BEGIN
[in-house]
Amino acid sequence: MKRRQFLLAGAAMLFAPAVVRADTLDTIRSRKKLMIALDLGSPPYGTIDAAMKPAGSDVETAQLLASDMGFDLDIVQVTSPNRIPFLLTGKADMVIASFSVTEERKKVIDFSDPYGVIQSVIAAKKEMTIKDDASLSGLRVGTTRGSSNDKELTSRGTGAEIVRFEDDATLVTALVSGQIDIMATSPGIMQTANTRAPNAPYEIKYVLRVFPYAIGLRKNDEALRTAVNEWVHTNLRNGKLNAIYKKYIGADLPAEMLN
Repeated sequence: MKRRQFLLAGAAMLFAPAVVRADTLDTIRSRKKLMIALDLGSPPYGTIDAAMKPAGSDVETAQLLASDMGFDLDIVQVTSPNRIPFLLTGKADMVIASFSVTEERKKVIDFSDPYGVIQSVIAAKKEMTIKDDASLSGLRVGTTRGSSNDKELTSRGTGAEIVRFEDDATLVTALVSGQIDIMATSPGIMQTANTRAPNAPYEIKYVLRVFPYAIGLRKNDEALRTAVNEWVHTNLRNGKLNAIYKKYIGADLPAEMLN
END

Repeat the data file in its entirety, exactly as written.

[in-house]
Amino acid sequence: MKRRQFLLAGAAMLFAPAVVRADTLDTIRSRKKLMIALDLGSPPYGTIDAAMKPAGSDVETAQLLASDMGFDLDIVQVTSPNRIPFLLTGKADMVIASFSVTEERKKVIDFSDPYGVIQSVIAAKKEMTIKDDASLSGLRVGTTRGSSNDKELTSRGTGAEIVRFEDDATLVTALVSGQIDIMATSPGIMQTANTRAPNAPYEIKYVLRVFPYAIGLRKNDEALRTAVNEWVHTNLRNGKLNAIYKKYIGADLPAEMLN
Repeated sequence: MKRRQFLLAGAAMLFAPAVVRADTLDTIRSRKKLMIALDLGSPPYGTIDAAMKPAGSDVETAQLLASDMGFDLDIVQVTSPNRIPFLLTGKADMVIASFSVTEERKKVIDFSDPYGVIQSVIAAKKEMTIKDDASLSGLRVGTTRGSSNDKELTSRGTGAEIVRFEDDATLVTALVSGQIDIMATSPGIMQTANTRAPNAPYEIKYVLRVFPYAIGLRKNDEALRTAVNEWVHTNLRNGKLNAIYKKYIGADLPAEMLN